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The automation dilemma

The automation dilemma
10
Feb
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One of the foremost advantages most of our clients are looking for when they’re planning to invest in a modern CRM solution is the introduction of workflow automation. This is expected to help them address a core challenge facing all non-profits, how to deliver more services and benefits using the same or less resources. The ability to create logical, standard tasks and have them complete automatically, on time- or event-based schedules, is now considered to be a standard feature of the CRM solutions our clients are interested in.

Conversely, one of the objectives of moving from a traditional records management database to a modern CRM solution is to help to deliver personalised services and engagement to members, donors and stakeholders, through richer profiling, better segmentation and enhanced tailoring of services and communications.

For some, this throws up an apparent contradiction between seeking to introduce automation on the one hand and seeking to improve personalisation on the other. In our experience this dilemma is addressed by understanding that the adoption of a modern CRM solution should entail the definition and implementation of some core business processes which can be automated, but this does not mean trying to automate as many processes as possible.

Not every process which can be automated should be so; it may be technically more efficient to do so but that doesn’t automatically mean it’s more effective to do so. What’s more, some of the retained non-automation may well be where your audiences are seeing the value you give them, with a personal touch and an individualised attitude.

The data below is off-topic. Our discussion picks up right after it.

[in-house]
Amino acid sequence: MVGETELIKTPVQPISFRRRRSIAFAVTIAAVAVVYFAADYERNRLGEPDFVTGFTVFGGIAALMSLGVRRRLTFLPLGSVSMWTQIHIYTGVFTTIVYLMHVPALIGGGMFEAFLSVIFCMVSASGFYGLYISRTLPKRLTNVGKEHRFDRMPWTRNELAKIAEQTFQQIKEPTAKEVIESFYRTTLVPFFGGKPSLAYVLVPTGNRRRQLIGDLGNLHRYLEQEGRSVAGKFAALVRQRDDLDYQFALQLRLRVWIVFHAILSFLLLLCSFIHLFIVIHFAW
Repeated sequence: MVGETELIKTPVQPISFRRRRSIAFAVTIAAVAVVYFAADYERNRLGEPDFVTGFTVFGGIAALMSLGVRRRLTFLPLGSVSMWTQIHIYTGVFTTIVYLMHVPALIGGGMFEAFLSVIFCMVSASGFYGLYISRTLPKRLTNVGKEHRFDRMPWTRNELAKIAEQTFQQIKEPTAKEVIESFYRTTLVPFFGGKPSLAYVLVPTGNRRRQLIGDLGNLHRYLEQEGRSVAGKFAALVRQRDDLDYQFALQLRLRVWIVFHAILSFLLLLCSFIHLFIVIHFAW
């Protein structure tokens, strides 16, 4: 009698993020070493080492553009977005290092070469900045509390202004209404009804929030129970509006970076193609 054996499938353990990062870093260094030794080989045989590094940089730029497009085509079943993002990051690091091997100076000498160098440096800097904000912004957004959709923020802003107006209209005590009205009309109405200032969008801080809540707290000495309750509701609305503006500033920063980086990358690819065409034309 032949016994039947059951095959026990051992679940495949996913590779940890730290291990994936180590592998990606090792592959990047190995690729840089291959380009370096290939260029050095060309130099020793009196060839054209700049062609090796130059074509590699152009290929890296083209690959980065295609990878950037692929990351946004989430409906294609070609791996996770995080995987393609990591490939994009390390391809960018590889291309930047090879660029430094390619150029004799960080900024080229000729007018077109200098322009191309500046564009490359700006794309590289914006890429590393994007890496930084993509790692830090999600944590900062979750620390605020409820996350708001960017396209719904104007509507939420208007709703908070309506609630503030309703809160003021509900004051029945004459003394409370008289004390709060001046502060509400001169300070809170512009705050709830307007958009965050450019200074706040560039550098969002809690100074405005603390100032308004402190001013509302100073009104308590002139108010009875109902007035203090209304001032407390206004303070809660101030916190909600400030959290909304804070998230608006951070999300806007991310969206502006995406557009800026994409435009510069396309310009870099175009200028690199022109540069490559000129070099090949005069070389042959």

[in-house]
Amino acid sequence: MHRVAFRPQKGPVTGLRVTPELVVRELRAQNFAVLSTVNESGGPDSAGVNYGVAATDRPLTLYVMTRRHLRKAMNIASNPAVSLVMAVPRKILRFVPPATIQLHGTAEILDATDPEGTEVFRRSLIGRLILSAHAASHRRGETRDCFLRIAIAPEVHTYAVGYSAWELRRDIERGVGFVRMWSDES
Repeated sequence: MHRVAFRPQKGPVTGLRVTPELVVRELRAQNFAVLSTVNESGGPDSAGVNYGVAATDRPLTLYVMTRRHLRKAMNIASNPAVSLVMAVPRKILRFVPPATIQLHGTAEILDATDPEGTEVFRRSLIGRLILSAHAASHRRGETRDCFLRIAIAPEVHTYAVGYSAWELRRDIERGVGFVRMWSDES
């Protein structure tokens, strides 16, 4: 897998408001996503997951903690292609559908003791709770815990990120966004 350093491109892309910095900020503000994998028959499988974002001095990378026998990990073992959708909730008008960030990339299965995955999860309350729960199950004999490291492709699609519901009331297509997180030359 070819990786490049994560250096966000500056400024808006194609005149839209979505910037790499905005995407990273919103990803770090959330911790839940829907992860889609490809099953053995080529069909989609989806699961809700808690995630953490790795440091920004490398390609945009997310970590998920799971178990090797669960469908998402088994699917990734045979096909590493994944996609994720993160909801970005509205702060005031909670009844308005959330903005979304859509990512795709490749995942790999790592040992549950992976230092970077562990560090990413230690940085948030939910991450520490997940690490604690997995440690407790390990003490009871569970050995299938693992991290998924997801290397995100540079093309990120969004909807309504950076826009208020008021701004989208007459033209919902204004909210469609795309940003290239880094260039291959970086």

Our approach is to advise clients to automate where appropriate, not just because you can. Look for those opportunities where automation can deliver the most impact for staff and or members / donors / stakeholders, and where it can help to achieve specific objectives. Automation can certainly help to deliver consistent experiences to audiences, and it can certainly be applied to help free up time from staff who are struggling under a burden of routine administration.

This is where modern workflow automation can be at its best, when you let it take on the heavy lifting of transactional processes and communications, which deliver consistency but where there’s no scope to add value through human intervention. This may be in the routine despatch of joining instructions for all events one week in advance, or in the prompting of professional members to complete their required CPD records within a set timeframe.

Beyond consistency though, the purpose is to free up staff time for personal interactions and engagement which are highly valued by members, donors, and all audiences. When the technology takes on the heavy lifting this should create time for you to analyse and understand what your audiences want, how they interact, and what they value, then to go on to deliver those services and engagements.

So make the most of the power of modern technology, which includes automating where it’s appropriate so you can deliver a more personalised human engagement experience.

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